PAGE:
For the U.S. car rental industry, this year turned out better than expected.
In 2019, U.S. car rental hit a new revenue record of $31.87 billion — a 5.3% increase over the year previous. The industry managed to grow overall fleet size at a smaller pace, which drove average revenue per unit, per month to a new record.
To what do we owe this good fortune? A strong economy is certainly helping, which is driving a positive travel outlook and creating a robust wholesale market to sell off-fleet rental cars.
Let’s also credit the car rental companies themselves: They’ve been applying new connected car technologies, data analytics, revenue management techniques, and remarketing diversification strategies to squeeze more juice from the orange. Another fruit of this labor: J.D. Power & Associate’s 2019 Rental Car Satisfaction Study saw its highest average score ever.
Enjoy these solid fundamentals, but not for long. The new year brings challenges from market disruptors, incumbent players new to the U.S. market, and new mobility models. And these challenges come questions that need answers for 2020 and beyond.
The benefits of the connected car are far reaching, yet there are issues to resolve before full payback is achieved. How will rules regarding data access and control be written, and when will they come to fruition? When will telematics move from a clunky aftermarket install to simply checking a box when ordering the car?
Connected cars promise to deliver an on-demand, app-based rental experience. The technology has been available for years, so what’s the hold up? Will a catalyst or tipping point free customers from the rental counter? Can the industry shift ancillary sales to an app-based rental?
Avis Budget Group and Enterprise Holdings are undergoing senior level management changes. Will new leadership bring fresh initiatives to the industry?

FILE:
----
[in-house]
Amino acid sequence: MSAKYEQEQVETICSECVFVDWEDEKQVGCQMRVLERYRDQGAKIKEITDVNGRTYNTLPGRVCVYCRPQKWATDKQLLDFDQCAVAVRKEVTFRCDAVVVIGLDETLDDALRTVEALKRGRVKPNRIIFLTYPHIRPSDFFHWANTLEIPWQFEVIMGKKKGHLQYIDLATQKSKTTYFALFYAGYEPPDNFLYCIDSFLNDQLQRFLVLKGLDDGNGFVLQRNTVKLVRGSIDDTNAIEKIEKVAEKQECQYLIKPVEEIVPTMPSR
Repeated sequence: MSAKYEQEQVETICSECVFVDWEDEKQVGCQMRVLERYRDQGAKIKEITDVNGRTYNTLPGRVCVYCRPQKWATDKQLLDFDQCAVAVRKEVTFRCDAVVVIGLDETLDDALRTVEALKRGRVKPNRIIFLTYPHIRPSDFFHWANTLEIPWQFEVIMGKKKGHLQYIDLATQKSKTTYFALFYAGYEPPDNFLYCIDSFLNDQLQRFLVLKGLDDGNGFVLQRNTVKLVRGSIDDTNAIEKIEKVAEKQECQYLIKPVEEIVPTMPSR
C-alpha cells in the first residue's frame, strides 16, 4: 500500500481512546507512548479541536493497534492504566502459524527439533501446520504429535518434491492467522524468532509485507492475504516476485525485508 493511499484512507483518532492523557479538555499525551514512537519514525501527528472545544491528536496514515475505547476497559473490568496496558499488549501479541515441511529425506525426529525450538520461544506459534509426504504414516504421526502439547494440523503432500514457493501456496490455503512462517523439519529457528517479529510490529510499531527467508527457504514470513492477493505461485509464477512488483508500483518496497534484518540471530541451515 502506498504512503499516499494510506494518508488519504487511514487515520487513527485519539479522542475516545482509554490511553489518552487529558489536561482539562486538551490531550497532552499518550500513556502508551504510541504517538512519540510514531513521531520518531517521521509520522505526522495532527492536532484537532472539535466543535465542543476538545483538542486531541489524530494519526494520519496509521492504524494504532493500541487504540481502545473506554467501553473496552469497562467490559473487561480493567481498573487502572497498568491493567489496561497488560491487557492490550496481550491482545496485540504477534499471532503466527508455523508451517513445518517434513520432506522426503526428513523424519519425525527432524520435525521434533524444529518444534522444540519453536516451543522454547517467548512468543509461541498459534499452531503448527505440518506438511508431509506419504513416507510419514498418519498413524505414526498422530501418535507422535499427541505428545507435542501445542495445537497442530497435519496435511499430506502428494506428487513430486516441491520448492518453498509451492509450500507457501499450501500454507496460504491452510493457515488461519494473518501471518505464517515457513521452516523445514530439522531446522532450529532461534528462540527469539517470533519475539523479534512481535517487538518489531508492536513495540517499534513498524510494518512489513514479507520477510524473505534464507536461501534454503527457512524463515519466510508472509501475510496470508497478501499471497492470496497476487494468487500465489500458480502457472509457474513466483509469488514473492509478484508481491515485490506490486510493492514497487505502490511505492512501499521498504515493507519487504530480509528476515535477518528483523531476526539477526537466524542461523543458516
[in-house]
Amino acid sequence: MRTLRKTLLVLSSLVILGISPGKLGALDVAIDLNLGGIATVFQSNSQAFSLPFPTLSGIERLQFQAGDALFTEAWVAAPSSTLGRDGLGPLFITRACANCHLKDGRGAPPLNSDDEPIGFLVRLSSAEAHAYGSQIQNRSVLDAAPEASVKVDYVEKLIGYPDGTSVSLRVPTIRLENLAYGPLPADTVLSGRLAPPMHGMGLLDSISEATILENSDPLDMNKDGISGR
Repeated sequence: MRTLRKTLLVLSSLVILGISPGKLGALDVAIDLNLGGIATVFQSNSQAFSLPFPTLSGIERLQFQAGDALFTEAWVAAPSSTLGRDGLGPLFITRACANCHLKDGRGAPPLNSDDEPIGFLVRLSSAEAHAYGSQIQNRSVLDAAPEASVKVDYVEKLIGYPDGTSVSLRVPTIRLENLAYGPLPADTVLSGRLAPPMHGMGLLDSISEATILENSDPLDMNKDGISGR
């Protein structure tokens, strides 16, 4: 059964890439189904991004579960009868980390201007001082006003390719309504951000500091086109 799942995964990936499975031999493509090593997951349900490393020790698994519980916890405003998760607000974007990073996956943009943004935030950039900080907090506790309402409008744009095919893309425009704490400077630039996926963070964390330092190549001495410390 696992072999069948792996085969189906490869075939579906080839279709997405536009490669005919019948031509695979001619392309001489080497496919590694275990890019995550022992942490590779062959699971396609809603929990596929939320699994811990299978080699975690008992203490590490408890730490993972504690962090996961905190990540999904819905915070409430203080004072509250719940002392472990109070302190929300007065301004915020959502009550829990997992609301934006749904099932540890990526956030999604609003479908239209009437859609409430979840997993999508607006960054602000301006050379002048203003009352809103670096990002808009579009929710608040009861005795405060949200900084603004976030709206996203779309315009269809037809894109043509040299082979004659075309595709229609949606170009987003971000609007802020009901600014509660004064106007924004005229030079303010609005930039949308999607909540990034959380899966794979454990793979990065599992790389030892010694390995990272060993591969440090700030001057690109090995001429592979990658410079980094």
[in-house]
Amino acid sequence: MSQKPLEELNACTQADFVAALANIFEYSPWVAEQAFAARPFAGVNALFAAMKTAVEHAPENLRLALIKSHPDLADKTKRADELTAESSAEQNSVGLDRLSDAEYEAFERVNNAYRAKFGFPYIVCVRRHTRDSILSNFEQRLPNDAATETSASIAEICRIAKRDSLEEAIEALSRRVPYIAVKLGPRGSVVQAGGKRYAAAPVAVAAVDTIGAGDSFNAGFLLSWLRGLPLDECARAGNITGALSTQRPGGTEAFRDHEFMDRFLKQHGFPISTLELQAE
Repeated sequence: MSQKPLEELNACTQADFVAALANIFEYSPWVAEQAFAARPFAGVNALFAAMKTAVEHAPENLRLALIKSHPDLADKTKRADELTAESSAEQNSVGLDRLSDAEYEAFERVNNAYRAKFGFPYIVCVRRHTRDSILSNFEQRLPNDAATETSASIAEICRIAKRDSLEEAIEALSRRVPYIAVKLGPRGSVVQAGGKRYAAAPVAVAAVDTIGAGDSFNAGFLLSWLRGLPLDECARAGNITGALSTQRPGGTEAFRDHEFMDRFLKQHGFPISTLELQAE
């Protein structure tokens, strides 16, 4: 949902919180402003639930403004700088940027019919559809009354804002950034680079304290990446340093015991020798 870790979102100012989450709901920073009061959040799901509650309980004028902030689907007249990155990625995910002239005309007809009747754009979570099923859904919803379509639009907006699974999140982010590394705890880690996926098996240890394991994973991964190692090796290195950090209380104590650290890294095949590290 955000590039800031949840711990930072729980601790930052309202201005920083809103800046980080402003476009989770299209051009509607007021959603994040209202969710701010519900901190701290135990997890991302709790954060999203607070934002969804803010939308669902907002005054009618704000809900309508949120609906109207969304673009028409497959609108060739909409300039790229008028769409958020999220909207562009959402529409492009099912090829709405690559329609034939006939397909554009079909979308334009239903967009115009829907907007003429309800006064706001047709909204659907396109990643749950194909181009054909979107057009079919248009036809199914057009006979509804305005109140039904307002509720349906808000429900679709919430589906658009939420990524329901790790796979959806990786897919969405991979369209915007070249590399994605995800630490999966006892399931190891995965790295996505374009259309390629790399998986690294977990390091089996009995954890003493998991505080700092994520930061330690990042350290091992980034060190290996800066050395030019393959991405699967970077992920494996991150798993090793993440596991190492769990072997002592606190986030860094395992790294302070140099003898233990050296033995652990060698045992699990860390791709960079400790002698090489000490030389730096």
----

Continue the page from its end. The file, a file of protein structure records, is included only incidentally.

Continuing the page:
Europcar has finally entered the U.S. with its purchase of Fox Rent A Car. Will this new combination shift existing market share? Is there any room for growth for a new player in the most mature car rental market in the world? Will Europcar bring any of its mobility initiatives stateside?
Lyft is now renting an owned fleet to the public in San Francisco, Oakland, and Los Angeles. Lyft has built-in customers and the capital to grow ancillary initiatives. How will its diversification into fleet ownership affect car rental? Will Lyft continue as a fleet owner and manager, end up partnering with fleet suppliers, or eventually exit these new services altogether?
In that vein, Hertz and Avis have found a profitable formula to rent to Transportation Network Company (TNC) drivers. How large can this business-to-business niche grow, and will other car rental companies jump in?
The future of transportation might be shared and on-demand. Yet the traditional carsharing market has stalled: Both Daimler’s car2go (now Share Now) and GM’s Maven went through major layoffs and service terminations in scores of North American markets. Like the TNCs, do automakers still have the appetite to provide services with an owned fleet?
The peer-to-peer (P2P) rental industry, however, is growing. P2P operator Turo doubled growth over the past two years and now has 400,000 vehicles available on its platform. Rival Getaround bought Europe-based Drivy to boost its international presence and now claims 5 million users worldwide.
But is the future of P2P built on sharing private, consumer-owned cars or an owned fleet?
In its third quarter conference call, HyreCar, which rents vehicles to TNC drivers, reported a dramatic shift away from peer-to-peer rentals toward dealerships that already operate rental fleets. The company added 130 commercial accounts and about 2,000 cars as of early September.
In the long view, will fleets fill the void to supply P2P platforms as vehicle ownership wanes? The more immediate question: When does profitability replace the cash injections from investors?
Answers to these questions won’t come immediately, but the industry has proven, at least for now, that it can meet these challenges under a largely traditional model. We’ll see how rapidly this changes, if at all, in the coming year.
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